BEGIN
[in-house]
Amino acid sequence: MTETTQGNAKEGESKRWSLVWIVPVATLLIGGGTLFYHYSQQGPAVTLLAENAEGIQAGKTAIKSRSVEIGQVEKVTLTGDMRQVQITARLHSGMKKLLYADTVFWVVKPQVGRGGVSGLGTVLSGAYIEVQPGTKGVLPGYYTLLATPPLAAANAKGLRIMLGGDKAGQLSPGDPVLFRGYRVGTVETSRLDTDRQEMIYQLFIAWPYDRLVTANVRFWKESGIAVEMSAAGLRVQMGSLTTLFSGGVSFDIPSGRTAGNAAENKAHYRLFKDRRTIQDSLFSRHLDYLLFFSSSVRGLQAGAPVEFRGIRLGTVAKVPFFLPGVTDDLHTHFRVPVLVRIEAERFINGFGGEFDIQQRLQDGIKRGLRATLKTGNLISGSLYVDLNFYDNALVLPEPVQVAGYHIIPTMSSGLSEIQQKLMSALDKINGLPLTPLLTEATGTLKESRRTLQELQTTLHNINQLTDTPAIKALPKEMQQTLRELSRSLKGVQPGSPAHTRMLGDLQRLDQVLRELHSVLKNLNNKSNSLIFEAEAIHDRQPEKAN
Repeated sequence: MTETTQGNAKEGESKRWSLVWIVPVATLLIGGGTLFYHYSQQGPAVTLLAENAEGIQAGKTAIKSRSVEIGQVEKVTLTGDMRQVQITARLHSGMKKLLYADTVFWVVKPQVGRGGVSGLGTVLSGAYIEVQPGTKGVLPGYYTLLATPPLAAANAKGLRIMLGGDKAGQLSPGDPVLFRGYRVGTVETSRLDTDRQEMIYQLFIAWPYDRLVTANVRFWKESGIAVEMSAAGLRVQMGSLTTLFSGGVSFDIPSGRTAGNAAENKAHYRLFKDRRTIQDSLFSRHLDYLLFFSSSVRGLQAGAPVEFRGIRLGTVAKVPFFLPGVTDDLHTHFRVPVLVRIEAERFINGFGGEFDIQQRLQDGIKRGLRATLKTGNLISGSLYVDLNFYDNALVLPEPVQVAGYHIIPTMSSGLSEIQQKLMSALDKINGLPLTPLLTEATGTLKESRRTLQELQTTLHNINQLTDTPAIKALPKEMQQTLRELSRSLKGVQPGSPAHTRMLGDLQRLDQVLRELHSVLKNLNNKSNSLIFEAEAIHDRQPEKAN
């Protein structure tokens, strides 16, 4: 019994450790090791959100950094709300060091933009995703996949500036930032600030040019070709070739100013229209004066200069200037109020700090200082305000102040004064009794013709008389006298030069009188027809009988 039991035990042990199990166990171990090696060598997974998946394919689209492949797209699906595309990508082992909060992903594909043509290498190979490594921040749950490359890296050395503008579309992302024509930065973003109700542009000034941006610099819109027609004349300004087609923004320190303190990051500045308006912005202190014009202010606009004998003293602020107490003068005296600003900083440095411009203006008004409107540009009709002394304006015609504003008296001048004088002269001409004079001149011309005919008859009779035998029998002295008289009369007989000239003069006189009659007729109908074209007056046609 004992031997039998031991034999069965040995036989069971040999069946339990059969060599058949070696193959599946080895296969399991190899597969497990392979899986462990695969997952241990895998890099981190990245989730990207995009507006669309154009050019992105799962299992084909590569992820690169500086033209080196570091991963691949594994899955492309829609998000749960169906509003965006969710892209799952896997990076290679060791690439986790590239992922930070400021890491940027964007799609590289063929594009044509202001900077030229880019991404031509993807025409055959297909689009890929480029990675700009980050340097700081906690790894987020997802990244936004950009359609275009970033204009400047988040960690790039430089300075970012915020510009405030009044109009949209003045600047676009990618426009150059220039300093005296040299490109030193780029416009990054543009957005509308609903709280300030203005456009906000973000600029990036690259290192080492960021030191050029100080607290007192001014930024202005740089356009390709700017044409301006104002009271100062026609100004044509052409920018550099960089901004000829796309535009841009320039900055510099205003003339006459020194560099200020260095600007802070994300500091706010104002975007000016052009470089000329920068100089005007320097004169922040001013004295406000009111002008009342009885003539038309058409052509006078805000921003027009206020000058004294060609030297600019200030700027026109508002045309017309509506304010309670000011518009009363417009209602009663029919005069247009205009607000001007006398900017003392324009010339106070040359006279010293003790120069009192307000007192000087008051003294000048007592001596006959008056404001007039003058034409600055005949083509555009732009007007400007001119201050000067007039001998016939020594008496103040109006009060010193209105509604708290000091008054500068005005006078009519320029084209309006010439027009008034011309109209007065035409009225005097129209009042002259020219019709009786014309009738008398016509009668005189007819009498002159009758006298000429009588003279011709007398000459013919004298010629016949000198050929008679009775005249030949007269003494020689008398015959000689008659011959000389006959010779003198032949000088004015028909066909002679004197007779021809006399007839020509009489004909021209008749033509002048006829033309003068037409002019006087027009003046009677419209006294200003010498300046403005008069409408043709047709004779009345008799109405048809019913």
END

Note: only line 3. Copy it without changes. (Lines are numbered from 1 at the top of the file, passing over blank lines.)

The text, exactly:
Repeated sequence: MTETTQGNAKEGESKRWSLVWIVPVATLLIGGGTLFYHYSQQGPAVTLLAENAEGIQAGKTAIKSRSVEIGQVEKVTLTGDMRQVQITARLHSGMKKLLYADTVFWVVKPQVGRGGVSGLGTVLSGAYIEVQPGTKGVLPGYYTLLATPPLAAANAKGLRIMLGGDKAGQLSPGDPVLFRGYRVGTVETSRLDTDRQEMIYQLFIAWPYDRLVTANVRFWKESGIAVEMSAAGLRVQMGSLTTLFSGGVSFDIPSGRTAGNAAENKAHYRLFKDRRTIQDSLFSRHLDYLLFFSSSVRGLQAGAPVEFRGIRLGTVAKVPFFLPGVTDDLHTHFRVPVLVRIEAERFINGFGGEFDIQQRLQDGIKRGLRATLKTGNLISGSLYVDLNFYDNALVLPEPVQVAGYHIIPTMSSGLSEIQQKLMSALDKINGLPLTPLLTEATGTLKESRRTLQELQTTLHNINQLTDTPAIKALPKEMQQTLRELSRSLKGVQPGSPAHTRMLGDLQRLDQVLRELHSVLKNLNNKSNSLIFEAEAIHDRQPEKAN